In their letter, the RATE coalition members noted that both President Obama and House Republicans have supported the idea of tax reform, and expressed support for comprehensive, and not just corporate, tax reform.
Camp and other Republicans have called for lowering the top corporate rate from 35 percent to 25 percent, and House leaders have reserved the symbolically important H.R. 1 slot for a tax reform package that Camp has pledged to pass out of his panel this year.
The Obama administration, in a framework released last year, called for bringing the top rate to 28 percent, with manufacturers potentially being able to get down to 25 percent.
But some Democrats have also questioned whether there are enough tax breaks in the code to offset the costs of lowering the corporate rate to 25 percent. More broadly, Democrats and Republicans are still at odds over whether more revenues are needed strictly for deficit reduction.
There are also an increasing number of corporate coalitions lobbying for tax reform. The RATE Coalition, formed in 2011, has made lowering the corporate rate its biggest priority, while the newer LIFT America Coalition has shown more interest in a system that would limit U.S. taxation of offshore corporate profits.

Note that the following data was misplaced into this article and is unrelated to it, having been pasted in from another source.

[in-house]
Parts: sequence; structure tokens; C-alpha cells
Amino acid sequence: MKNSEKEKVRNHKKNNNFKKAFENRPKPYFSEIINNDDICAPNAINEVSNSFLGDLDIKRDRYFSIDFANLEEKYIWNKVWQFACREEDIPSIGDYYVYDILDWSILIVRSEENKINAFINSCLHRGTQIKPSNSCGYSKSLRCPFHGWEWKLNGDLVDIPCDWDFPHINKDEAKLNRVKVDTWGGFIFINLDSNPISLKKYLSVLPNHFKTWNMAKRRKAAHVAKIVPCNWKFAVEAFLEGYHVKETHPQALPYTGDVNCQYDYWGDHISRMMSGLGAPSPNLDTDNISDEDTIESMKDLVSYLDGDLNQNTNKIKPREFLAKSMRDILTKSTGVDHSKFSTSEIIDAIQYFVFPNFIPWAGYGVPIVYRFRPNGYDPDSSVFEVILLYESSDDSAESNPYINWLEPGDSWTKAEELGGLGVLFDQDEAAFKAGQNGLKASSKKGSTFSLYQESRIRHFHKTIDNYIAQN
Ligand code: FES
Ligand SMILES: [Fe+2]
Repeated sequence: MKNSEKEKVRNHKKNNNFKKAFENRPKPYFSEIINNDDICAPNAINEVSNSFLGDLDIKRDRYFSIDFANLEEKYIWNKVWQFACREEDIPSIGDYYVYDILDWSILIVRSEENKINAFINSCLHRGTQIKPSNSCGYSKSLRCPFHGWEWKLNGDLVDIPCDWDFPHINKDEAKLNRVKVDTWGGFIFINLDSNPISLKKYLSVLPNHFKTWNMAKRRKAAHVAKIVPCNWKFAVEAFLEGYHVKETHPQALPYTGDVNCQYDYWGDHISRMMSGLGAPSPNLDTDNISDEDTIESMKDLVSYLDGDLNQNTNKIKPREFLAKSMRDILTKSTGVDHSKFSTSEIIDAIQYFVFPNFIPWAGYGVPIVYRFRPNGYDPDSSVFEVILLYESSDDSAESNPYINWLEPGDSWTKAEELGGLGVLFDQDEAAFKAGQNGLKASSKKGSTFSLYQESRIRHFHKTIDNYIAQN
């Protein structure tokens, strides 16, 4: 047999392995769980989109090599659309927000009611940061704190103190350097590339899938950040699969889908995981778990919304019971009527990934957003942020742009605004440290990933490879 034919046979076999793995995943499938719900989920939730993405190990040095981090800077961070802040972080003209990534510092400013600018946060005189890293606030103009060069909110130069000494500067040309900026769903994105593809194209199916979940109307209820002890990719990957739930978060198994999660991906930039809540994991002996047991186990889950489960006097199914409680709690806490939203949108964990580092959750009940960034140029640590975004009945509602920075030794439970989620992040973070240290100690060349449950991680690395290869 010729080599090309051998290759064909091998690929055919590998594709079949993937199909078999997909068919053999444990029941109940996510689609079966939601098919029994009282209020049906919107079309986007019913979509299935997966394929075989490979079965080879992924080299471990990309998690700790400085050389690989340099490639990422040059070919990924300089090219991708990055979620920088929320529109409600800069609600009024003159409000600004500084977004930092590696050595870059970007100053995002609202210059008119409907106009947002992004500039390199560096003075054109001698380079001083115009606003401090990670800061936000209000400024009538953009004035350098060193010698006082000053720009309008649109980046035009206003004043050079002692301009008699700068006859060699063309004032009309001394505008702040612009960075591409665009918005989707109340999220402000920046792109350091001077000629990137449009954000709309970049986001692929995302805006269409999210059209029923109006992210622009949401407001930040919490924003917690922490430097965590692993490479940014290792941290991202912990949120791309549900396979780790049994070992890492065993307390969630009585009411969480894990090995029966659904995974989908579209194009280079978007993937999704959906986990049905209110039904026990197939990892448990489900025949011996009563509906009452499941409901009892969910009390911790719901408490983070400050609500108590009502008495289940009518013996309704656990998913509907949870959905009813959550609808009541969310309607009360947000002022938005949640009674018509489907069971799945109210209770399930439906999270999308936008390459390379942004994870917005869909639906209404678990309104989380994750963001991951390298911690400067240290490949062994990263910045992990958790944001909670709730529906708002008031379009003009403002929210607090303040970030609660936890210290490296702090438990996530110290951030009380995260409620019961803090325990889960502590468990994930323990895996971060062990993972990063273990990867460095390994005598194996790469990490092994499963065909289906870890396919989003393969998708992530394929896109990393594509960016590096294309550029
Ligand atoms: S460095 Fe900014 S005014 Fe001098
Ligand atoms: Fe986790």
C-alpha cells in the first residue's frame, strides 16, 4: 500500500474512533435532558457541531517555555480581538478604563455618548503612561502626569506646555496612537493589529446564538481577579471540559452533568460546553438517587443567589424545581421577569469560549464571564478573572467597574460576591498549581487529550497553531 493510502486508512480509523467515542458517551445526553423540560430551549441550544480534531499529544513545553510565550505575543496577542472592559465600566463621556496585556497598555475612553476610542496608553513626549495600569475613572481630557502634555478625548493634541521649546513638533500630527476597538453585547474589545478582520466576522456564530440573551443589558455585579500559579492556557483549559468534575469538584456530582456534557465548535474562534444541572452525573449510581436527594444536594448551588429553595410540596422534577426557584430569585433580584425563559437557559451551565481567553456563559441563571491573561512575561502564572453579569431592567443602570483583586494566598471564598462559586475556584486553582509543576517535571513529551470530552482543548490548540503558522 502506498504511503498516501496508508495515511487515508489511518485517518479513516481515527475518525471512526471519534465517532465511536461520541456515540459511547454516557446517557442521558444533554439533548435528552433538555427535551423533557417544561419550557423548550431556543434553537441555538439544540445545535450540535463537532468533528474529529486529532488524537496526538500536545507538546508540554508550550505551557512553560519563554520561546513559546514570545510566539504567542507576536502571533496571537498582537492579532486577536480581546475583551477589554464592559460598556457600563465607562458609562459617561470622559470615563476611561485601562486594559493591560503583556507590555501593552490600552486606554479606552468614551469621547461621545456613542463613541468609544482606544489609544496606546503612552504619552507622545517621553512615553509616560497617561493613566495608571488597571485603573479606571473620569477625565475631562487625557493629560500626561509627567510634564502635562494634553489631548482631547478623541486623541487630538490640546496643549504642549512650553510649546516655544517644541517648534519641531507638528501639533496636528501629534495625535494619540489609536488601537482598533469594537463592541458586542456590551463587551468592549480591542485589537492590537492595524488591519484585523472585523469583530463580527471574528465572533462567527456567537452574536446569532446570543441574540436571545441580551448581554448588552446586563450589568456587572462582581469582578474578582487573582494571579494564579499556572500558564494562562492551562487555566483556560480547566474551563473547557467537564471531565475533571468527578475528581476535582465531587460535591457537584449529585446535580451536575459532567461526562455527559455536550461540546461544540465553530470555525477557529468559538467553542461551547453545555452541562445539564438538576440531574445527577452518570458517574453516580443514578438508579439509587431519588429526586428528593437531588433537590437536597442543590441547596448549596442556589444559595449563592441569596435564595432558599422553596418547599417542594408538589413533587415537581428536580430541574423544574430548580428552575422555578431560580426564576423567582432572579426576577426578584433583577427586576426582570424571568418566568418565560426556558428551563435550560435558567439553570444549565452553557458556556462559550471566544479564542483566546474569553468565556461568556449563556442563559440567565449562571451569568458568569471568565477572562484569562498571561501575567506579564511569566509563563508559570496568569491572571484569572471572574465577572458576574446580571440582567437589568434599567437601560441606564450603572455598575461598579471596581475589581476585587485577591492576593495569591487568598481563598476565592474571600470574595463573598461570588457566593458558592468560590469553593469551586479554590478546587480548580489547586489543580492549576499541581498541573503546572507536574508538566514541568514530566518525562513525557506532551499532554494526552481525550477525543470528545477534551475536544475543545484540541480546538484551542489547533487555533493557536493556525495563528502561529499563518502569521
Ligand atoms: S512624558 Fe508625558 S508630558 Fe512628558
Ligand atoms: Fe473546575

The Business Roundtable, the prominent group of corporate CEOs that counts companies in both RATE and LIFT as members, also recently launched a new tax reform effort.
RATE members have said that they believe any and all tax breaks should be on the table in tax reform talks — at least in part because more than a couple companies in the coalition pay close to the current top statutory rate, unlike other more multinational corporations.
Chief executives from Boeing, Ford, Lockeed Martin and Disney were among the signers of Monday's letter.
This post was updated at 1:30 p.m.